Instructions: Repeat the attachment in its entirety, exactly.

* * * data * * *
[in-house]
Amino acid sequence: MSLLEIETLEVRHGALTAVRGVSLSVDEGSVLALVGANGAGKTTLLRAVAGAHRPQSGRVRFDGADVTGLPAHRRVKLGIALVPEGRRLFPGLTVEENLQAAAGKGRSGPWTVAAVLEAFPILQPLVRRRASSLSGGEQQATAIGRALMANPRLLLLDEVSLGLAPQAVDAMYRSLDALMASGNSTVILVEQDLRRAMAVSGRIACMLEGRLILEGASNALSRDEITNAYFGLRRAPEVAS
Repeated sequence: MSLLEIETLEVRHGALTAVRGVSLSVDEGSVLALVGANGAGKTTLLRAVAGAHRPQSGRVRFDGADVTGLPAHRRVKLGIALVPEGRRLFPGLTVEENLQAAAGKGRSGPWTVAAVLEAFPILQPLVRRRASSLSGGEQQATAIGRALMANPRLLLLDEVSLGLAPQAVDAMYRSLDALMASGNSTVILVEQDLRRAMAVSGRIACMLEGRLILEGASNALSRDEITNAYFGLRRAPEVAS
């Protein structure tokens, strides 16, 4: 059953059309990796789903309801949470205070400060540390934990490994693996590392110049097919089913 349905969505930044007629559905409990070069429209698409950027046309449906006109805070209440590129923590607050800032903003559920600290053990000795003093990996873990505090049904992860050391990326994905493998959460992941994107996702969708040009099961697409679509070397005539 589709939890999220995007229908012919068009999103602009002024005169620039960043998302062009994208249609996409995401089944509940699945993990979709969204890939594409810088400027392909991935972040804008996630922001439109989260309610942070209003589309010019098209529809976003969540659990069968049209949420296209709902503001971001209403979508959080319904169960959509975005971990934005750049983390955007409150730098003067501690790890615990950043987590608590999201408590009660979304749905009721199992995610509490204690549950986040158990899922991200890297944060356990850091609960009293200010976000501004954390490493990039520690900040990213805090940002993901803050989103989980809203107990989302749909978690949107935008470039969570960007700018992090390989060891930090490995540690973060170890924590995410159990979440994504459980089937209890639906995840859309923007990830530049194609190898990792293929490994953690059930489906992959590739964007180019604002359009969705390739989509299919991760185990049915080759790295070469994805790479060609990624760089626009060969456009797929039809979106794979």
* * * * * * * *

[in-house]
Amino acid sequence: MSLLEIETLEVRHGALTAVRGVSLSVDEGSVLALVGANGAGKTTLLRAVAGAHRPQSGRVRFDGADVTGLPAHRRVKLGIALVPEGRRLFPGLTVEENLQAAAGKGRSGPWTVAAVLEAFPILQPLVRRRASSLSGGEQQATAIGRALMANPRLLLLDEVSLGLAPQAVDAMYRSLDALMASGNSTVILVEQDLRRAMAVSGRIACMLEGRLILEGASNALSRDEITNAYFGLRRAPEVAS
Repeated sequence: MSLLEIETLEVRHGALTAVRGVSLSVDEGSVLALVGANGAGKTTLLRAVAGAHRPQSGRVRFDGADVTGLPAHRRVKLGIALVPEGRRLFPGLTVEENLQAAAGKGRSGPWTVAAVLEAFPILQPLVRRRASSLSGGEQQATAIGRALMANPRLLLLDEVSLGLAPQAVDAMYRSLDALMASGNSTVILVEQDLRRAMAVSGRIACMLEGRLILEGASNALSRDEITNAYFGLRRAPEVAS
């Protein structure tokens, strides 16, 4: 059953059309990796789903309801949470205070400060540390934990490994693996590392110049097919089913 349905969505930044007629559905409990070069429209698409950027046309449906006109805070209440590129923590607050800032903003559920600290053990000795003093990996873990505090049904992860050391990326994905493998959460992941994107996702969708040009099961697409679509070397005539 589709939890999220995007229908012919068009999103602009002024005169620039960043998302062009994208249609996409995401089944509940699945993990979709969204890939594409810088400027392909991935972040804008996630922001439109989260309610942070209003589309010019098209529809976003969540659990069968049209949420296209709902503001971001209403979508959080319904169960959509975005971990934005750049983390955007409150730098003067501690790890615990950043987590608590999201408590009660979304749905009721199992995610509490204690549950986040158990899922991200890297944060356990850091609960009293200010976000501004954390490493990039520690900040990213805090940002993901803050989103989980809203107990989302749909978690949107935008470039969570960007700018992090390989060891930090490995540690973060170890924590995410159990979440994504459980089937209890639906995840859309923007990830530049194609190898990792293929490994953690059930489906992959590739964007180019604002359009969705390739989509299919991760185990049915080759790295070469994805790479060609990624760089626009060969456009797929039809979106794979």